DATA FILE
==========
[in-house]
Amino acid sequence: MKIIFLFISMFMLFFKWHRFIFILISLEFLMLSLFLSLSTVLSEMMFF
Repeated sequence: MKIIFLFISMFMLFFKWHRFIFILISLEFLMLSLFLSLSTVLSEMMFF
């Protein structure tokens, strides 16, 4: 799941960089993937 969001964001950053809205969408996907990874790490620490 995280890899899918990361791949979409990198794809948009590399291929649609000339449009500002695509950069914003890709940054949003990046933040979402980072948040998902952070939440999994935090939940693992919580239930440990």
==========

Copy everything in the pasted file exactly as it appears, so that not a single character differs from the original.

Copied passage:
[in-house]
Amino acid sequence: MKIIFLFISMFMLFFKWHRFIFILISLEFLMLSLFLSLSTVLSEMMFF
Repeated sequence: MKIIFLFISMFMLFFKWHRFIFILISLEFLMLSLFLSLSTVLSEMMFF
């Protein structure tokens, strides 16, 4: 799941960089993937 969001964001950053809205969408996907990874790490620490 995280890899899918990361791949979409990198794809948009590399291929649609000339449009500002695509950069914003890709940054949003990046933040979402980072948040998902952070939440999994935090939940693992919580239930440990």